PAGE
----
At about that same time a mouse ran across my feet. “Are you planning on entering the race, too?” I remarked to the tiny blur. The mouse stopped instantly, looked around, and sped off in a new direction. I laughed at the thought, “a mouse in the Olympics!” I tried to focus on the video, but my mind was busy working out mouse Olympic logistics. Why limit it to just mice... how about other animals, too? Suddenly the idea hit me - an all mammal Olympics!

The first annual ALL MAMMAL OLYMPICS would probably post the following results:

Fastest mammals: Cheetah: Fastest land mammal over short distance, may run at speeds of over 60 mph, for 200-300 yards. Its explosive speed helps it catch its prey. Pronghorn: Fastest land mammal over a long distance, can easily run 35-40 mph, for 4 miles and can reach speeds of 55 mph. for shorter distances. Being able to run for long periods of time, helps it outrun their predators. Killer Whale: Fastest marine mammal over a short distance, can swim at speeds of up to 35 mph, for about 500 yards.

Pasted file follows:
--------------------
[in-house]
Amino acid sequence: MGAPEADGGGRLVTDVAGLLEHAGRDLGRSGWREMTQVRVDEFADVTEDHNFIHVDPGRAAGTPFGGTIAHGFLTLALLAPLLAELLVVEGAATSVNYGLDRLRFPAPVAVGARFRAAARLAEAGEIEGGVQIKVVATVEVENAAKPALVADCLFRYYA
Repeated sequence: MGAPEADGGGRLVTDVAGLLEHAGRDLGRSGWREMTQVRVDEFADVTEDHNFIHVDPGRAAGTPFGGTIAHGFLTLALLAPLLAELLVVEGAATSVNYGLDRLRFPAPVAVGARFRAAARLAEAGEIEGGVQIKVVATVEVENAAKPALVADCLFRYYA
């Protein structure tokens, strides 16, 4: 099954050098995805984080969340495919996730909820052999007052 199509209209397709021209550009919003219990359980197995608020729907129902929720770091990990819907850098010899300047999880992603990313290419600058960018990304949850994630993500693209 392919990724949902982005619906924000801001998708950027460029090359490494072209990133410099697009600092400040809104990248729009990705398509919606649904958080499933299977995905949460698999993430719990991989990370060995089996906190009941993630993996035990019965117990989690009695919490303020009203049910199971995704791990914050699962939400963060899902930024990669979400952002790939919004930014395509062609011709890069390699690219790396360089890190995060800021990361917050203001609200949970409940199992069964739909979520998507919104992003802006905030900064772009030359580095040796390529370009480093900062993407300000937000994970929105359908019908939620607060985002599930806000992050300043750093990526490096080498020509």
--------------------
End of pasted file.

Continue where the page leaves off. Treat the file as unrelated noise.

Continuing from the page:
Largest mammals: Blue Whale: Largest animal in the world. Also, the largest animal that’s ever lived, may grow to over 100 ft. long and weigh more than 150 tons. Its heart is as big as a Volkswagen Beetle and its arteries are big enough for a child to swim through. Giraffe: Tallest land mammal measuring in at 19 feet high. African Elephant: Largest land animal. Elephants may stand more than 10.5 ft. tall at the shoulder and weighs more than 6.5 tons.

Best jumpers: Red Kangaroo: Can jump more than 40 ft. in one bound and can jump more than ten feet high. Jerboa: Can broad jump up to 10 feet in a single bound. (Jerboas are only 5 inches long) Cougar: Can jump 18 feet high and can broad jump 30 feet. Cougars often stalk their prey then jump on their back.

Best breathe holders: Sperm Whale: Can hold its breath for one hour and fifteen minutes. Sperm whales feed as deep as 3000 feet. Weddell Seal: Can hold its breath for up to an hour. These Antarctic seals spend a lot of time under the ice and often have to chew through in order to breathe.